#97839
    Profile photo of volounteer
    volounteer
    Participant

    @raycarroll03

    It depends where the echo comes from.

    We do a separate mix from the mikes on stage and send that to our livestream.
    Our echo was mostly from the back wall but was not really noticeable even before we added acoustic panels to tame it.

    We compress the livestream but do not use reverb on anything.

    Have you tried it without the reverb? Do you still get the echoey sound?
    Is your plate reverb external? Could you be hearing the delay as an echo?
    Could it be the internal fx reverb as they have various delays and amount of echo in them?

    #97840
    Profile photo of Mike C
    Mike C
    Participant

    Maybe you have applied too much reverb to the live stream, bring the live stream
    mix send down on the FX return then.

    You should mute all of the FX returns when someone is speaking between songs.
    You can put all the FX returns on their own mute group and then assign that mute group
    to a soft key button for quick muting, personally I use a DCA for the FX returns, the mute group is a bit simpler.

    I was going to listen to it but it looks like you have not posted it to YouTube yet or if it’s a new link let us know.

    #97841
    Profile photo of raycarroll03
    raycarroll03
    Participant

    Here is a link to 1/3/21 Service and any feed back for ideas is appreciate

    #97844
    Profile photo of Mike C
    Mike C
    Participant

    Much improved!

    What you calling echo is the reverb.
    Listening in headphones from the computer during the music the reverb maybe just
    a touch too much, on the FX/reverb return channel bring down the mix send on the live stream mix a little.

    When the worship leader was talking you are hearing the reverb on his vocal mic, you need to mute the FX returns as I mentioned earlier or as was also mentioned you can mute the FX sends.
    One way or another you need to mute the FX when people talk on the live stream mix and in the main PA mix as well, one mute group set up could do both with the push of a button.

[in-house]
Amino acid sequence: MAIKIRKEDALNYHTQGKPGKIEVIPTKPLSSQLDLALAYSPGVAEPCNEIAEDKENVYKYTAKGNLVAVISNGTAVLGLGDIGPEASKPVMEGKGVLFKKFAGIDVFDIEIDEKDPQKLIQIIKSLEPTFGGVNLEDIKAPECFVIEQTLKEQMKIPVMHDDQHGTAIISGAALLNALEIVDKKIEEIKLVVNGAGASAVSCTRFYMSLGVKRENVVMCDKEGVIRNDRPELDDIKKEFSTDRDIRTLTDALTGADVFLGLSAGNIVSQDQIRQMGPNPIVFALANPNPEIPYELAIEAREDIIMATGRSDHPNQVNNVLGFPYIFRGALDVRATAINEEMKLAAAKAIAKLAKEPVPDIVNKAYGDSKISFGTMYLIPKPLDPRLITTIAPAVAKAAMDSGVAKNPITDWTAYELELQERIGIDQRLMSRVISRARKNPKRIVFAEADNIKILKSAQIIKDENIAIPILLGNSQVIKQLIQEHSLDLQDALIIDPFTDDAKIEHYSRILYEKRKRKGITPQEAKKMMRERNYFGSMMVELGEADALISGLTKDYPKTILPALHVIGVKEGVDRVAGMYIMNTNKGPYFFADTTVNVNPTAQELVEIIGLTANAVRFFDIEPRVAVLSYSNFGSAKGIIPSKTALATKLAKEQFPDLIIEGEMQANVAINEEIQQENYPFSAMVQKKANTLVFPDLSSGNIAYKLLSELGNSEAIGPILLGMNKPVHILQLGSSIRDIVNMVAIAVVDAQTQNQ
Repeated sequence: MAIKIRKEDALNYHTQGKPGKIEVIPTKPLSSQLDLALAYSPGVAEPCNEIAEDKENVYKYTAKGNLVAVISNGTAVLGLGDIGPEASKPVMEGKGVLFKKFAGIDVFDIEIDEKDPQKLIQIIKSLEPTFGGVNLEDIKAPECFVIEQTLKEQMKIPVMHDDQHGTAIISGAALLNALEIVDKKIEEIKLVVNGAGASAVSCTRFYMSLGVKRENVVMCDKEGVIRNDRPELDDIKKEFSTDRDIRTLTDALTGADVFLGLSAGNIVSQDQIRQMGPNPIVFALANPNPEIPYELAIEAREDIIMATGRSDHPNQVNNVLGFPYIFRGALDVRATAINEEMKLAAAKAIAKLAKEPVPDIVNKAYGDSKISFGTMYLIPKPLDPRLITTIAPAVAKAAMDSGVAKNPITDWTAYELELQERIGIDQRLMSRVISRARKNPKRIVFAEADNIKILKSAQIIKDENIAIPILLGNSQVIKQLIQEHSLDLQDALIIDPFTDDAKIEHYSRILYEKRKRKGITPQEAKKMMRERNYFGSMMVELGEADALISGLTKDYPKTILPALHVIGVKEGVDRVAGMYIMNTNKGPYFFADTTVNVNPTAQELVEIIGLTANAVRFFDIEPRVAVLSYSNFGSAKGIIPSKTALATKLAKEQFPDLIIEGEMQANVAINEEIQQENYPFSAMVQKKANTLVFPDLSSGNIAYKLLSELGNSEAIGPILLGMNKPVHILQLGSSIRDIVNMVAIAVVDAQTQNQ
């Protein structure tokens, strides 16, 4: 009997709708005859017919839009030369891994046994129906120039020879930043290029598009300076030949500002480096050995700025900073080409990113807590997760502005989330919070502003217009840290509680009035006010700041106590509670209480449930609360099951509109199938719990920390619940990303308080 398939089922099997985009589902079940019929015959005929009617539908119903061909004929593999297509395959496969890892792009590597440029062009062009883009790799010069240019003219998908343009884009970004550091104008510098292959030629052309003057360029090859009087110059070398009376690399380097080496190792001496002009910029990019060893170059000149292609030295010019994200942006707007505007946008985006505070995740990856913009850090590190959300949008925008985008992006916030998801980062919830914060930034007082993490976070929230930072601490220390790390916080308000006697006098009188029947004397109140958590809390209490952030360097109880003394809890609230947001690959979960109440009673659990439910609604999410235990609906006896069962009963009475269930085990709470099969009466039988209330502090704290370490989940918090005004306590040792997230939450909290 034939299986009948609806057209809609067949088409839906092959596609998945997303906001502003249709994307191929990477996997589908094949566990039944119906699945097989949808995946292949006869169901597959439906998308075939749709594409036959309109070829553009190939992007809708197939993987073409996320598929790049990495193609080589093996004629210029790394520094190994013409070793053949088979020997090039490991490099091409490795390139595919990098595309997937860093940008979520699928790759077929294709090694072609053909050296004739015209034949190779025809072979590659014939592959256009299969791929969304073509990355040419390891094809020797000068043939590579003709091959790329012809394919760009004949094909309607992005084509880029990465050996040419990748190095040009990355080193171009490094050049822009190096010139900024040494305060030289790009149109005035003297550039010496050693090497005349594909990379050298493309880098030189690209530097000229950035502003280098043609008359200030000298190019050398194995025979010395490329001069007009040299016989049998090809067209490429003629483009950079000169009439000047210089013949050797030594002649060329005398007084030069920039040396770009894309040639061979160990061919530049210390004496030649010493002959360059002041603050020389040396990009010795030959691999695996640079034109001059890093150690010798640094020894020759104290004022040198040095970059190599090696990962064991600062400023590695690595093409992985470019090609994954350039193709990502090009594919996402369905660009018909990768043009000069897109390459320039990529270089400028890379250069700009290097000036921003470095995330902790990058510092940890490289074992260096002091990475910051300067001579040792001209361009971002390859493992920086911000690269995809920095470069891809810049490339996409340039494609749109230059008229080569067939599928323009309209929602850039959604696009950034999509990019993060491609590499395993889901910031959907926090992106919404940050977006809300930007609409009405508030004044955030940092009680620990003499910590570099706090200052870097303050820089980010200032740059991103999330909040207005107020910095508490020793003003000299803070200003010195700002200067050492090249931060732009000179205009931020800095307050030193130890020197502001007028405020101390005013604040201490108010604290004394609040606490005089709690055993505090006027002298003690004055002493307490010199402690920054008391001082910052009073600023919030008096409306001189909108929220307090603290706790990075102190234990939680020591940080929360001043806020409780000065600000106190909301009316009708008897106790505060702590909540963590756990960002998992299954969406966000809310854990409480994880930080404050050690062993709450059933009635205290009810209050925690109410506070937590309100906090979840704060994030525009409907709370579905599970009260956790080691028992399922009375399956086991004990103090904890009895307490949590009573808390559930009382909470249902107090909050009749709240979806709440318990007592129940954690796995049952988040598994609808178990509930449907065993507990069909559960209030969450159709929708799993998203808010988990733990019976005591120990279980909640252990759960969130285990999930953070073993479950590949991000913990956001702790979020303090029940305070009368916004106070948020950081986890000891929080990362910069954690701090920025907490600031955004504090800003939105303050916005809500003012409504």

Are you adding any FX to the instruments?

    #97845
    Profile photo of volounteer
    volounteer
    Participant

    @raycarroll03

    sounds good to my olde ears
    I doubt the audience will find any problems

    I did not hear an echo on this version

    The pastor’s level was lower than the music but not as bad as what we have with our pastor.

    #97850
    Profile photo of raycarroll03
    raycarroll03
    Participant

    I went back and listened to the service again on my computer with headphones and I can only here the reverb when the worship leader is speaking. Was hearing more reverb when I had it on my tv with surround sound it stood out and I had a few people text me that they were hearing the reverb live. Have the pastors gain set around -12db guess I need to increase it some more.

    Thanks

    #97851
    Profile photo of raycarroll03
    raycarroll03
    Participant

    No I did not have a reverb on the instruments forgot to add it to the mix. During our 11am service I did add a arena reverb to the instruments and I had a lot of people tell me that it was the best sound coming from the instruments and some said it sounded like a track. It has been added for next week. I will setup a soft key for the mute on the reverb for vocals. I did add a little reverb to the pastor mics but volume seemed low to me. I have him setting around -12db guess I need to increase his levels. Thanks for the tips and it was a whole lot better. Again thanks

    Ray

    #97853
    Profile photo of Hugh
    Hugh
    Participant

    The good book requires all of us to make a joyful noise in our worship. The ability to deliver to the pews and streamed listeners a cohesive sonic delivery is a balancing act by someone making production decisions at the console. IMO it is impossible for desk control to create a great performance: however all too often desk decisions can degrade marginal performances even further.
    Hugh

    #97854
    Profile photo of SteffenR
    SteffenR
    Participant

    You have a PA in the room, then double the pastors mic just for the stream.
    So you can use more compression for the stream.
    To control mutes on both at the same time add them to a gang. You can synchronize the EQ as well.

    And make use of the EQ at the FX returns, you can tailor your reverb better to the instruments or vocals without bring it up too much.

    and just some videos… 😉

    FabFilter Beginners Guides